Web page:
Gleaners find lots of food for the needy

July 24, 2008 7:35:08 PM PDT
The math doesn't add up for California farmers when high fuel costs and a glut of lettuce on the market are sometimes forcing them to take a loss. A Watsonville farmer participates in a unique program that benefits people who need it most.

Dick Peixoto farms a thousand acres of organic produce in the Pajaro Valley. 12 acres are red, green and romaine lettuce. At today's market price Dick could get about $8 a carton. The problem is that it would cost him about $10 a carton to harvest and ship the lettuce.

"We have the decision to either disc it up and basically put it back in the soil, or see if somebody can use it," said Peixoto.

And that's where Ag Against Hunger comes in. The non-profit enlists volunteers to learn about agriculture and help feed the hungry. They glean produce fields and fruit trees every other weekend from April to November.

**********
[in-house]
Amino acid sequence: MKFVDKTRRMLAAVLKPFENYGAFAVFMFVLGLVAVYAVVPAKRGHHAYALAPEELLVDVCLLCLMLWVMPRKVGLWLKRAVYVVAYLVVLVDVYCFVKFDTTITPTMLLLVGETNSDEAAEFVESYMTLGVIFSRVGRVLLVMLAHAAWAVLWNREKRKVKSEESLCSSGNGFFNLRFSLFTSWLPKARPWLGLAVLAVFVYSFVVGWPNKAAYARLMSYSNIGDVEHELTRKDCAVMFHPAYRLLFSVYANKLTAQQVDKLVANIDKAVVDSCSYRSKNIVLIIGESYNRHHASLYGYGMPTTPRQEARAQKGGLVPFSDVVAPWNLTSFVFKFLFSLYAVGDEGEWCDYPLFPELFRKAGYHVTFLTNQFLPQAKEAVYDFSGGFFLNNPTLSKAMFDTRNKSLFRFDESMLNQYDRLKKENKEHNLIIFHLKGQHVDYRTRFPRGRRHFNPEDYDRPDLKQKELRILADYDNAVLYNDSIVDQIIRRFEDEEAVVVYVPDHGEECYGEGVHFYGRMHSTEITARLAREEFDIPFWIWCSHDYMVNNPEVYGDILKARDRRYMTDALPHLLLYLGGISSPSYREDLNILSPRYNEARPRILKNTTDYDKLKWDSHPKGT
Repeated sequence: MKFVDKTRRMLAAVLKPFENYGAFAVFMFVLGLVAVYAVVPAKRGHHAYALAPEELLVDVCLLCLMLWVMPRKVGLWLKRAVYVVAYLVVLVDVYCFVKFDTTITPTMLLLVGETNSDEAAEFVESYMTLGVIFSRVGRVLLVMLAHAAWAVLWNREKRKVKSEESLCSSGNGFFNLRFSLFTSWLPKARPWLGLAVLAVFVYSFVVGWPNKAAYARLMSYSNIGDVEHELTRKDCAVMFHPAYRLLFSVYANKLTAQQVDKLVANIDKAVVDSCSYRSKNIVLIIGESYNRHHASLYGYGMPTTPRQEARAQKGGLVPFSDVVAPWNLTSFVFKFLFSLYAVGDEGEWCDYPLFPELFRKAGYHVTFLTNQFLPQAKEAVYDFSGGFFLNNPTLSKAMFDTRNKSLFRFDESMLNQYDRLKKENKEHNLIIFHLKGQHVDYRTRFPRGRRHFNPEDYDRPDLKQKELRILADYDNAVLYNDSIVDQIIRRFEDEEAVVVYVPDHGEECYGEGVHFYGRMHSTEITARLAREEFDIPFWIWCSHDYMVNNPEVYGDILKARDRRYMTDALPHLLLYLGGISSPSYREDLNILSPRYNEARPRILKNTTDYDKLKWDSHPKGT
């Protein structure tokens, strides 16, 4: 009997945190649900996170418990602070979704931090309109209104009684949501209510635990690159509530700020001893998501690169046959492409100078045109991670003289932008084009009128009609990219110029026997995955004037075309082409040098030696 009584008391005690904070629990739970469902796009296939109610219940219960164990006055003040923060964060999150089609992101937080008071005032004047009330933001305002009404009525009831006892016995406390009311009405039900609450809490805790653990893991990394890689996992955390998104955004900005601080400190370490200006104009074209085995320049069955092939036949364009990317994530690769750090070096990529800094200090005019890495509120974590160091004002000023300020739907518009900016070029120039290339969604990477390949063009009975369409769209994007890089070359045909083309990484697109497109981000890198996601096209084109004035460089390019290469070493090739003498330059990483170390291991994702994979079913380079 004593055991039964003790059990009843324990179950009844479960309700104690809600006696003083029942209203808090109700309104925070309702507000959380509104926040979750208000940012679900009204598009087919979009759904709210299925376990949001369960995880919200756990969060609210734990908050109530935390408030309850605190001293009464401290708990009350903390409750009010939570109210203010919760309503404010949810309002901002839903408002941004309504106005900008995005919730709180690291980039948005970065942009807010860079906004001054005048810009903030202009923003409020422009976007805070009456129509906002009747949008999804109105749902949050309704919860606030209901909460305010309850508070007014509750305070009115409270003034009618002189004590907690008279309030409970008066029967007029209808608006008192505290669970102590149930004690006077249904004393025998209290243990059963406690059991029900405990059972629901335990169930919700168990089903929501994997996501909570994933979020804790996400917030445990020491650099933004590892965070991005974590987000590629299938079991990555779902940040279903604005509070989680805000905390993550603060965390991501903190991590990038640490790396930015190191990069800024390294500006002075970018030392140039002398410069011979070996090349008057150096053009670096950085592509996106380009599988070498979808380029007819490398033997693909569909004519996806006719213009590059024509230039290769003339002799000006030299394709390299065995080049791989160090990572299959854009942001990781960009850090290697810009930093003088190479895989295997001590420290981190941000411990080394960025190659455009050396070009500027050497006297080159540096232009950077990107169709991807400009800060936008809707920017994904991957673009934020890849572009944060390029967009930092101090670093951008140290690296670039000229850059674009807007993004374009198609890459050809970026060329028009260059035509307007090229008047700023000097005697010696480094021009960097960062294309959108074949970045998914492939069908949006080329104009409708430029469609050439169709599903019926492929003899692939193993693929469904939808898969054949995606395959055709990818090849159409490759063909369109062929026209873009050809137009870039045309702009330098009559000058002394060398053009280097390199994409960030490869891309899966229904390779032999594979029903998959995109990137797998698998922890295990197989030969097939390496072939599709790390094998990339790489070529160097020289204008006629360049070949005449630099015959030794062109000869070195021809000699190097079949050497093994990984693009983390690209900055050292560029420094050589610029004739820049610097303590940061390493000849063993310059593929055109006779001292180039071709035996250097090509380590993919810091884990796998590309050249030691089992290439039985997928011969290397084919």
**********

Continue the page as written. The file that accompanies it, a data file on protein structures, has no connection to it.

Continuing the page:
"Each field is a little bit different, but it's always going to have enough product that we can take away. There's at least eight bins and we take it back to our cooler and get it to local food banks," said Abby Taylor-Silva, with Ag Against Hunger.

In many cases, a field has already been harvested and volunteers are gleaning what's leftover, but it all adds up. Since 1990 area growers have donated 145 million pounds to Ag Against Hunger.

The fresh fruits and vegetables are funneled to 60 food banks on the west coast, including those here in the Bay Area. The Second Harvest Food Bank in San Jose uses the donations to help feed 163,000 people each month.

"It's something they wouldn't go out and purchase. They would supplement with lower quality, less nutritious option so this is essential for our families," said Lynn Crocker, from the Second Harvest Food Bank.

The journey from field to fork involves a lot of people, working in exchange for what amounts to a good feeling.

"There's definitely a lot of families that go there. A lot of children and they're definitely appreciative of all the food we have," said Paulo Machuca, from Loaves and Fishes Family Kitchen.

For Dick Peixoto all it takes is a few volunteers to turn a worthless crop into a priceless gift.

"You know this is a perfectly good product that can go to somebody and make a heck of a great salad," said Peixoto.

www.2ndharvest.net

www.agagainsthunger.org


Load Comments